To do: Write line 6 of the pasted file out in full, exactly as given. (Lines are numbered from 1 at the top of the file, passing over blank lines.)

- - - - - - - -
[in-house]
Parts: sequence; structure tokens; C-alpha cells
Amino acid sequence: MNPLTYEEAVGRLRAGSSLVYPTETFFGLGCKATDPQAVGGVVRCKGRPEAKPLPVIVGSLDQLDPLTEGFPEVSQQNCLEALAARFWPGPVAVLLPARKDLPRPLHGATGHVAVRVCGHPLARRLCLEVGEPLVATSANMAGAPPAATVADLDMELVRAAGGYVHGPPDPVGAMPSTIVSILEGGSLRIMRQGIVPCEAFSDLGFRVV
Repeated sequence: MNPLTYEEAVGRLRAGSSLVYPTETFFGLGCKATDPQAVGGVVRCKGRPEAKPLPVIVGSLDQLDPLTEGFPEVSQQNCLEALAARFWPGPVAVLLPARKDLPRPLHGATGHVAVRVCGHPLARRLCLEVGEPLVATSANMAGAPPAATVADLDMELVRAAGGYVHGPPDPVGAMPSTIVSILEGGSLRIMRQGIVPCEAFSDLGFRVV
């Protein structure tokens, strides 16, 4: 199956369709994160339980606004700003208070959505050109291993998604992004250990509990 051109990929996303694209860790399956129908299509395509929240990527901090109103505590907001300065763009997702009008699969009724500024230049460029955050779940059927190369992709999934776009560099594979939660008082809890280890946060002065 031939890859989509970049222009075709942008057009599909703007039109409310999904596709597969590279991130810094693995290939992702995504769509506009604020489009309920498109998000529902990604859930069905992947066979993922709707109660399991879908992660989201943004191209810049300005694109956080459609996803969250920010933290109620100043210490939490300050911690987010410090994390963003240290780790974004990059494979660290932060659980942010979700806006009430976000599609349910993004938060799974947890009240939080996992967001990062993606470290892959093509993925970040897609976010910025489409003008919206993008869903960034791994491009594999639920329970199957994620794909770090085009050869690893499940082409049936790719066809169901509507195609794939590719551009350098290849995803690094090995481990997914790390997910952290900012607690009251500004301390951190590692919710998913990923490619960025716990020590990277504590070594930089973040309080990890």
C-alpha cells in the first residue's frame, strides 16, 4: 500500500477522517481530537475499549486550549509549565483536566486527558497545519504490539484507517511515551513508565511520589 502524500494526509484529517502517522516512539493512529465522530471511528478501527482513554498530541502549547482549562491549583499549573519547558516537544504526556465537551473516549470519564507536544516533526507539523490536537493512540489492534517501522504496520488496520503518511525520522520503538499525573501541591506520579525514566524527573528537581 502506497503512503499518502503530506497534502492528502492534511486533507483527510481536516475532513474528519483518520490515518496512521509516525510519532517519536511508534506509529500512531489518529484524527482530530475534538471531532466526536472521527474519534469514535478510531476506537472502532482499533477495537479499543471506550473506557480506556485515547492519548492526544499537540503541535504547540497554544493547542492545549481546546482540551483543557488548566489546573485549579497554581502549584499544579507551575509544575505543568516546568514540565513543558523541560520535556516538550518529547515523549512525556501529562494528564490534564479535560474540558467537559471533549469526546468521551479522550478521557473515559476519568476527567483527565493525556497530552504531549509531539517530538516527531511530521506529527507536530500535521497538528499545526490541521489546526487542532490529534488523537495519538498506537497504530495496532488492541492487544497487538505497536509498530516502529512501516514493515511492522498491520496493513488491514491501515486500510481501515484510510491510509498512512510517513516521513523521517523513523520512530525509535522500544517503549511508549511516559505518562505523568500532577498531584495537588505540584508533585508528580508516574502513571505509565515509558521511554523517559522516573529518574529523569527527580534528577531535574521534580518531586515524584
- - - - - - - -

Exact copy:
C-alpha cells in the first residue's frame, strides 16, 4: 500500500477522517481530537475499549486550549509549565483536566486527558497545519504490539484507517511515551513508565511520589 502524500494526509484529517502517522516512539493512529465522530471511528478501527482513554498530541502549547482549562491549583499549573519547558516537544504526556465537551473516549470519564507536544516533526507539523490536537493512540489492534517501522504496520488496520503518511525520522520503538499525573501541591506520579525514566524527573528537581 502506497503512503499518502503530506497534502492528502492534511486533507483527510481536516475532513474528519483518520490515518496512521509516525510519532517519536511508534506509529500512531489518529484524527482530530475534538471531532466526536472521527474519534469514535478510531476506537472502532482499533477495537479499543471506550473506557480506556485515547492519548492526544499537540503541535504547540497554544493547542492545549481546546482540551483543557488548566489546573485549579497554581502549584499544579507551575509544575505543568516546568514540565513543558523541560520535556516538550518529547515523549512525556501529562494528564490534564479535560474540558467537559471533549469526546468521551479522550478521557473515559476519568476527567483527565493525556497530552504531549509531539517530538516527531511530521506529527507536530500535521497538528499545526490541521489546526487542532490529534488523537495519538498506537497504530495496532488492541492487544497487538505497536509498530516502529512501516514493515511492522498491520496493513488491514491501515486500510481501515484510510491510509498512512510517513516521513523521517523513523520512530525509535522500544517503549511508549511516559505518562505523568500532577498531584495537588505540584508533585508528580508516574502513571505509565515509558521511554523517559522516573529518574529523569527527580534528577531535574521534580518531586515524584